It is a testament to Father Yod’s message that the family struggled on after he died, but eventually, without the charisma of their leader to bind them together, members moved on and most of them moved on to have very interesting lives. But as I read this book, I felt a bit uneasy because I consider myself to have been victimized by a dopey religious cult – the Southern Baptist Church – and elements of the way the Source Family lived set off my “oh-no” meter. So let’s discuss that. First, to clarify, Jesus Freak now is a terrible appellation, akin to calling someone a “holy roller” or similar and it may have been a pejorative 40 years ago but I know many Jesus Freaks reclaimed the word and didn’t accept it as an insult. When I think of Jesus Freaks, I think of what the term meant by those who called themselves Jesus Freaks: adherents of the Jesus Movement who espoused a counter-culture lifestyle, with an emphasis on back to the land, social justice, communal living, and rejection of contemporary dogma. Many of these groups had a profound musical element to them. The Source Family was Christian in origin, though they carried cards professing Sikhism and the beliefs of the group had a synthesis of many Eastern religions and Egyptology. However, the core of the group appears to me to be Christian, though not as evangelical as some Jesus Freaks were, and their close association with a Jesus Cult and the way that Father Yod recreated Biblical commandments makes me lean towards thinking the group Jesus Freaks. Mileage varies and my terminology is just my interpretation and should not be read as an assertion of an absolute truth.

However, the cult aspect of it is where I got uneasy. Of course, the word “cult” today has almost without question a negative bias though that is just connotation after years of malignant sects doing grave damage. Objectively, a cult is a group of people whose beliefs and actions seem strange when compared to more mainstream customs. Nothing nefarious or unhealthy in that and the Source Family falls largely within that definition. But the group also exhibited some of the more exploitative and damaging elements of a group built around the theories of one man. Here are some of my observations:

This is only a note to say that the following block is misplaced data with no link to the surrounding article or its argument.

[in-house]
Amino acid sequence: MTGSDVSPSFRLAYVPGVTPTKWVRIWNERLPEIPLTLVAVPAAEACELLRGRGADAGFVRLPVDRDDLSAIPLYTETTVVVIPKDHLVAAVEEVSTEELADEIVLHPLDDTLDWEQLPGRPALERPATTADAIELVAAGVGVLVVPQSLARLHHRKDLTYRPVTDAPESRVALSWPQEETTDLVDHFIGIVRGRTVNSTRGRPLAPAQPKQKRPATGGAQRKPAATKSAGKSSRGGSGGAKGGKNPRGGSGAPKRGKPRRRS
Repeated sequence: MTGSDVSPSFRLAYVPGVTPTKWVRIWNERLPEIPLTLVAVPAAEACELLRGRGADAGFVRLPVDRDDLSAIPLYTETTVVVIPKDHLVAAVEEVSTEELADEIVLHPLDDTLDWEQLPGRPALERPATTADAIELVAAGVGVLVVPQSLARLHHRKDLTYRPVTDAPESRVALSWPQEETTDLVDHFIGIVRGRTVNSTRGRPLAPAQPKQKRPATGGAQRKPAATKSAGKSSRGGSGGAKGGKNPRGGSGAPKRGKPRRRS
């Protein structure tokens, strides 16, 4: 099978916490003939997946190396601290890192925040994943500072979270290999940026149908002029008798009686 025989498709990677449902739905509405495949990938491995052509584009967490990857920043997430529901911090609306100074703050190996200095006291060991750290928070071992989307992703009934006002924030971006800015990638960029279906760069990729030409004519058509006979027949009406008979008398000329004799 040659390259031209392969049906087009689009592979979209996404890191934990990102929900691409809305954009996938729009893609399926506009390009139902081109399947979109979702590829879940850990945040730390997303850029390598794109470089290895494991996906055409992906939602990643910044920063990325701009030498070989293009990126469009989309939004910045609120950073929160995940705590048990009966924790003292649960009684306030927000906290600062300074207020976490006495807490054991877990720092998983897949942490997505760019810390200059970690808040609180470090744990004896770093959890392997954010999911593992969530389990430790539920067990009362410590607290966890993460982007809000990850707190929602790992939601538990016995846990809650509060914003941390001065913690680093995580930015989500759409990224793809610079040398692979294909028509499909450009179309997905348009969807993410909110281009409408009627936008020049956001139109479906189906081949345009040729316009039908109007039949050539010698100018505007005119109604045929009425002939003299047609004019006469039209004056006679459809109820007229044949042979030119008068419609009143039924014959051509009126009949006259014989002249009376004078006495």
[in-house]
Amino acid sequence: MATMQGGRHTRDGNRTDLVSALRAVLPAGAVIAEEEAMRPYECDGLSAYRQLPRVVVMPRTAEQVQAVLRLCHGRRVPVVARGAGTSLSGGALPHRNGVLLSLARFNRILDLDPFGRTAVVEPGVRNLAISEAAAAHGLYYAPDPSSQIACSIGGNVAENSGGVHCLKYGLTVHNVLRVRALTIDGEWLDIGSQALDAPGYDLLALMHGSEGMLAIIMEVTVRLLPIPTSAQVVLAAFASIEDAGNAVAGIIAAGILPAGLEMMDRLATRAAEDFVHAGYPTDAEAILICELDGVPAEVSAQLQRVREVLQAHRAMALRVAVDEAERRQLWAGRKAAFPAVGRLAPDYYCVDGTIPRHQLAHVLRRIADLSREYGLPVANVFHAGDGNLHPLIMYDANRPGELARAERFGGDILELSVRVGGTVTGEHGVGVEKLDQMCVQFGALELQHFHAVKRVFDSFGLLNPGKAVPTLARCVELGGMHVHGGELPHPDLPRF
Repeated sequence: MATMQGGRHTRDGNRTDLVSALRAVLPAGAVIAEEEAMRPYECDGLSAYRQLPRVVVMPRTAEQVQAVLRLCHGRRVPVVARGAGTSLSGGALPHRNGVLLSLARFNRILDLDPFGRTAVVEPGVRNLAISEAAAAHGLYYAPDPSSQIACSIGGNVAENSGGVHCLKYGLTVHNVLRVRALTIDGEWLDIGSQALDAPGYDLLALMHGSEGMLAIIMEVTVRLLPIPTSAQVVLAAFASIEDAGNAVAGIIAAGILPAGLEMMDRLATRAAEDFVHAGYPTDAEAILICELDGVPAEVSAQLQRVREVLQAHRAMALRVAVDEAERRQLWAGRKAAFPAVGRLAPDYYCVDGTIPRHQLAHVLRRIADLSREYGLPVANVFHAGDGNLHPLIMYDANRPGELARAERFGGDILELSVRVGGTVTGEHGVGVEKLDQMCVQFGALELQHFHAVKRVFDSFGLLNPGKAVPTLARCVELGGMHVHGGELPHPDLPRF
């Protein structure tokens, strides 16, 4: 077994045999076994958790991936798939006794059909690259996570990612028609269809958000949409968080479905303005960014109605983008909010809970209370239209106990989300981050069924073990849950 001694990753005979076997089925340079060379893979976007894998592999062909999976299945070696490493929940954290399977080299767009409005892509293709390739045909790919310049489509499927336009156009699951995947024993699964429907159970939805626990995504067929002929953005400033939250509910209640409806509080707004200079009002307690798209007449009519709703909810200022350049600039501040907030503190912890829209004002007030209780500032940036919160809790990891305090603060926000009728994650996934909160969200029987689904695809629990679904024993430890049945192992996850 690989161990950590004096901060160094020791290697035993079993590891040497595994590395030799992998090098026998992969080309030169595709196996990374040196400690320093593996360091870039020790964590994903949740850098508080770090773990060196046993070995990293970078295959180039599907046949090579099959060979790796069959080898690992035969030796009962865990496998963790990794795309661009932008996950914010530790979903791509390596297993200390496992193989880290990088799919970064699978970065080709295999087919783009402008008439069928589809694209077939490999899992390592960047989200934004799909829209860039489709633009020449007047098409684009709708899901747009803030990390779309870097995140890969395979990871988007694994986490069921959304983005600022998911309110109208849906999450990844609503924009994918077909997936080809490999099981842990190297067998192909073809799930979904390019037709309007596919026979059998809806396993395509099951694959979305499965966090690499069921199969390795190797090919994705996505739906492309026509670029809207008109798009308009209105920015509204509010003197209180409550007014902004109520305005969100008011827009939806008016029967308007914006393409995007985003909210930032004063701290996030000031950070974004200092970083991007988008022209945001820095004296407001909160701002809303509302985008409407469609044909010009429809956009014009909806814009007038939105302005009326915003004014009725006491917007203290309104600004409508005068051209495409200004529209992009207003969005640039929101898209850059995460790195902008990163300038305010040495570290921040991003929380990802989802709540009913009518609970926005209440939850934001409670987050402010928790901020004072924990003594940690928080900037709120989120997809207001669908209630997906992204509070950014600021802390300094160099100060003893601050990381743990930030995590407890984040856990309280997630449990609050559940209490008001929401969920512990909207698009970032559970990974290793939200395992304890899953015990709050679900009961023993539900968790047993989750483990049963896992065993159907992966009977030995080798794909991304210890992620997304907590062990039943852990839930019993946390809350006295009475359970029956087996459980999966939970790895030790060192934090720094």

1) The Source Family was centered around a charismatic leader who “love bombed” people, resulting in the center of the religious experience being the leader and not the religion. In fact, even after reading this book so closely that I can quote passages of it, I have a hard time explaining the core mission of the Source Family, the core beliefs but I know a lot about Father Yod. Magus, who left the cult in early days, described a descent from a innocent beginning to an almost “Aleister Crowley type megalomania.”

2) There was an inability to leave with impunity or finality. Some people did indeed leave, but the problems were there. Magus says he was shunned when he left. When Rhythm left, the whole of the group went to fetch him back to show him that they loved him. But the end result was still that his desire to leave was not respected. When Galaxy was returned home to her parents by the police, Father sent an adult man to fetch her back then marry her so that her parents could not interfere.

3) The Source Family showed some disregard for family ties, making Father Yod the only real connection some members often had. For example, fetching back the underage Galaxy from her family using deception interfered directly with the relationship between parents and their minor-age child. Paralda described how Father Yod interfered in her marriage to Omne soon after he married them, pressuring her to have sex with him. Few people lived or worked outside the Source Family, ensuring the primacy of the relationship with Father Yod.

4) The tenets of the Source Family changed to suit the needs of a charismatic leader. One of Father Yod’s commandments was that nothing should come between a man and his woman… until he found women he wanted more than his then wife, Robin/Ahom. Quick evolutions of matters of faith are alarming especially when they seem to revolve around the sexual needs of the leader of the sect (and though Father Yod may not have begun with the idea of having sex with so many women, some of whom were underage, it did happen and many elements of group belief sprang up making Father Yod’s sexual belief a group belief.)